October 15, 2008
Even a hardened political junkie like me can get tired of an endless campaign like this one. I'm probably going to skip the debate tonight.
I'm told that the meat of the upcoming debate will be the confrontation by John McCain of Barack Obama on the earth-shattering relationship between candidate Obama and Chicago education reformer Bill Ayers. If he sees fit to bring this up, McCain will be prepared to point out that Obama has obfuscated and denied this relationship, clearly indicating Senator Obama's ability to gloss over the facts and present a false front to the American people. After all, early on in his career, Obama attended a fund-raising "Meet the Candidate" coffee in the home of this violent and unrepentent terrorist.
Now I must come clean myself: There are less than six degrees of separation between me and Bill Ayers. I lived on the Upper West Side in the late 1970s and my daughter, a teenager who often needed pocket money, had a part-time job at a day care center alongside Ayers and his wife, who were working under assumed names since they were at that time still under cover for their activities in the previous decade. They were a committed couple with a child in daycare, and she reports that they were the last people anyone would have thought had been involved in the overthrow of anything.
Did you notice that I said all this happened in the late 1970's? The assumptions of the sixties, that the center would not hold and that the upheaval of the younger generation ("Make Love, Not War") would threaten the American way of life forever had become out of date and the few urban guerillas left were coming clean and paying their debt to society in various ways. This was before Sarah Palin was born, and I'm here to tell you the times were a-changin' and then changin' back.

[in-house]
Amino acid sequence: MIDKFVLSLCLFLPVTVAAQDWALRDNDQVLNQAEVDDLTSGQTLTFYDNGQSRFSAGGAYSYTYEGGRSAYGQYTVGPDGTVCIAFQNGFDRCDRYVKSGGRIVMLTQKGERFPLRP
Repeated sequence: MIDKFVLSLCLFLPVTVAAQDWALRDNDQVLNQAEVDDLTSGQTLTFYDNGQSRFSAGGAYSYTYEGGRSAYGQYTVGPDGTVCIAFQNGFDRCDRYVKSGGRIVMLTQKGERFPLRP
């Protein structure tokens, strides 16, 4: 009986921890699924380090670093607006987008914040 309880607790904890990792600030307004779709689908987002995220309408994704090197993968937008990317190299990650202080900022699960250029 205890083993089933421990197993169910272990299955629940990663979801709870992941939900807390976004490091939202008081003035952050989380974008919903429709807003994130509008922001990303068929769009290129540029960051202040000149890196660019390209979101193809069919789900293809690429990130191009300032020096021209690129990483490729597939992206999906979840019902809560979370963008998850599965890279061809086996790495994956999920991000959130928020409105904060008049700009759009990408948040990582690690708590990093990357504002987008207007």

Most of us observed from outside, held down jobs, raised kids, and observed the political scene with some unease on both sides. Raised with a comfortable Eisenhower in the White House, we had wanted someone with youth and vision from our team in that post, and soon after he got there, we lost him.
So what scares us most about the upcoming election is the frenzy John McCain's side seems to be welcoming. McCain himself claims to be oblivious of this, and says it's just the same at Obama rallies (occasional boo's, which Obama quells like a high school history teacher with a scolding, "We don't need that."). The debate is unlikely to reveal anything new, and if it does, that 20-second clip will be shown a zillion times on the next 24-hour news cycle.
People feel passionately about their political choices, and nothing I can say is likely to change anybody's mind. I despair at trying. You have probably guessed my own leanings, and I do have a suggestion for you if, as John McCain says, you don't know "who Barack Obama is." The man has written two books to explain that to you. His autobiography, Dreams from My Father, is an easy read and a beautiful, inspiring work. If your mind is already made up, which it probably is, you might assume it's a tissue of lies from beginning to end. But it's not a polemic designed to incite you to any political action. It's one of those books about a unique life that might make you think once or twice about the diversity of lives in our nation.
I doubt that the debate will do that. I think I'll check out Turner Classic Movies and watch Fred Astaire tap dancing.